A $10 million collection of memorabilia that belonged to civil rights icon Rosa Parks will return to the control of the institute that bears her name and the friend Parks asked to help administer her estate after she died. A recent decision by the Michigan Supreme Court overturned an appellate court ruling that the trustees of the estate were rightfully stripped of their authority over an alleged confidentiality breach.
According to an attorney representing the friend and the Rosa and Raymond Parks Institute for Self-Development, a probate judge put a pair of attorneys in charge of Parks’ estate after she died in 2005. In administering the estate, the attorneys allegedly ran up excessive fees for themselves and convinced the judge to strip the institute and the friend of control of Parks’ memorabilia collection and rights over her name.
The friend and the institute appealed the decision, but the appellate court upheld the probate court’s decision. They further appealed to the state supreme court, which on Dec. 29 reversed the lower court’s ruling. Neither the institute nor the friend had violated a confidentiality agreement, so there was no basis to take ownership of the memorabilia away from them, the court said.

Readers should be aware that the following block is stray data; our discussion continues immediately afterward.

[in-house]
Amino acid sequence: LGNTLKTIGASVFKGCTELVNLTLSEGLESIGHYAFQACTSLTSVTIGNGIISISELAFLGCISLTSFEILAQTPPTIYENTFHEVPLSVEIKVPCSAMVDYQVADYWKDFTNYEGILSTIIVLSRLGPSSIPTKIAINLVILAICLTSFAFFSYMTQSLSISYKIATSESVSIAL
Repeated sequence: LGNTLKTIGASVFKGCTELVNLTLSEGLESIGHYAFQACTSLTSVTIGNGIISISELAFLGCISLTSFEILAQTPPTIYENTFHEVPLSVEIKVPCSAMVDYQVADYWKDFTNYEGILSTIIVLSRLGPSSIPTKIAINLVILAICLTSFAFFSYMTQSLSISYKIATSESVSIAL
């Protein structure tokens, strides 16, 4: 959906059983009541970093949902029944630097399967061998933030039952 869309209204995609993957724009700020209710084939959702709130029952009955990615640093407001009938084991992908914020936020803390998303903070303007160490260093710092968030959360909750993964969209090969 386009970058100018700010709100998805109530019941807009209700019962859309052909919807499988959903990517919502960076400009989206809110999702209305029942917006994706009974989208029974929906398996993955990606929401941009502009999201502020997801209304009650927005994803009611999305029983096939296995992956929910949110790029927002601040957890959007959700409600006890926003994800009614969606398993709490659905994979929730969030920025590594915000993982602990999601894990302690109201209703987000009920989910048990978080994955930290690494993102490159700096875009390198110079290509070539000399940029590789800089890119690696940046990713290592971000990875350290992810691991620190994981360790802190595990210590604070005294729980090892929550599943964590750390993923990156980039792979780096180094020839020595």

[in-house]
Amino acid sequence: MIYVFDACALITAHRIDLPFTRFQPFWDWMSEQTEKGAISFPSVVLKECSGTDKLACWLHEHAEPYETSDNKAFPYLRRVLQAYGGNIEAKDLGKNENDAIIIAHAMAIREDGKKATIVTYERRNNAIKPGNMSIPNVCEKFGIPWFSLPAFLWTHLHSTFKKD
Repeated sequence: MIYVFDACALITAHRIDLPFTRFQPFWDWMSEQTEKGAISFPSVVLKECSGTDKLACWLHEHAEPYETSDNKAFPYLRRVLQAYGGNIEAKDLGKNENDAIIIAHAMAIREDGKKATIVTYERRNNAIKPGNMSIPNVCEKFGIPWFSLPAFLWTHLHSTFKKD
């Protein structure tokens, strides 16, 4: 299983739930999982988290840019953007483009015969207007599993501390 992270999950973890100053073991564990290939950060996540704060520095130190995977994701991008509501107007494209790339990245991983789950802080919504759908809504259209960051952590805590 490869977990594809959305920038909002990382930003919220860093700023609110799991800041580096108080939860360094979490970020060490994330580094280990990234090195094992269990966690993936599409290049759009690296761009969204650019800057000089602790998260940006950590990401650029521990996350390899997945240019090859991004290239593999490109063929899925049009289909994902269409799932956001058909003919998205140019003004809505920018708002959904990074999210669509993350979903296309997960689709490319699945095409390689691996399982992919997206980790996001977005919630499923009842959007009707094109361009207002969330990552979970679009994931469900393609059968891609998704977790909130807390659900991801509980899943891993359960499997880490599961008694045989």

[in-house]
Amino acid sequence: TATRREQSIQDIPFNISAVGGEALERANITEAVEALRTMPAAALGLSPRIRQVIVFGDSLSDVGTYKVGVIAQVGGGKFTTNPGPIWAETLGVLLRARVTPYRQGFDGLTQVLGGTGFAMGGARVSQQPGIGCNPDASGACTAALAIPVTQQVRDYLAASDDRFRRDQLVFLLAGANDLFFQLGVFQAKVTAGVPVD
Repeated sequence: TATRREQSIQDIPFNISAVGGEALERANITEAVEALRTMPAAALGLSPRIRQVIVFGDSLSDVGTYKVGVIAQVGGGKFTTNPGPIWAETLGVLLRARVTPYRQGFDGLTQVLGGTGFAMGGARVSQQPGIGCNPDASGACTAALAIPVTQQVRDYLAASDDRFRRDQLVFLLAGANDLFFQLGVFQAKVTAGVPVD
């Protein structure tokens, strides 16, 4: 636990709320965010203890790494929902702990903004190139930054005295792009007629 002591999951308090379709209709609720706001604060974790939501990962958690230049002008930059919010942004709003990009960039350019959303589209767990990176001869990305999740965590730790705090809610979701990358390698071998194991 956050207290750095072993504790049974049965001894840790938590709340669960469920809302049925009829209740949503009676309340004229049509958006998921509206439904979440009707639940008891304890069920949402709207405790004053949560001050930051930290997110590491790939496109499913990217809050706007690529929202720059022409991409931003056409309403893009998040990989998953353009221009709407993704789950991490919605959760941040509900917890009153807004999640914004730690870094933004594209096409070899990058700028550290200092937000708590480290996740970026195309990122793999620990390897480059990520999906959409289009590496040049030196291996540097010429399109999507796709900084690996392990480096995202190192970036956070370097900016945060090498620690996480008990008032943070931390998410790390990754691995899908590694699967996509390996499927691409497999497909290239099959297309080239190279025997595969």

The collection is believed to be worth up to $10 million. An auction house is currently seeking a buyer.
Parks is best known for a 1955 incident where she refused the orders of a bus driver in Montgomery, Alabama, to give up her seat to a white passenger and move to the back of the bus, as required by the state’s Jim Crow laws. Her civil disobedience and subsequent arrest led to the famous bus boycott by black citizens of the city, which eventually led to the end of segregated busing in the city.
Source: Detroit Free Press, “Rosa Parks estate ruling overturned; institute regains financial stakes,” David Ashenfelter, Dec. 30, 2011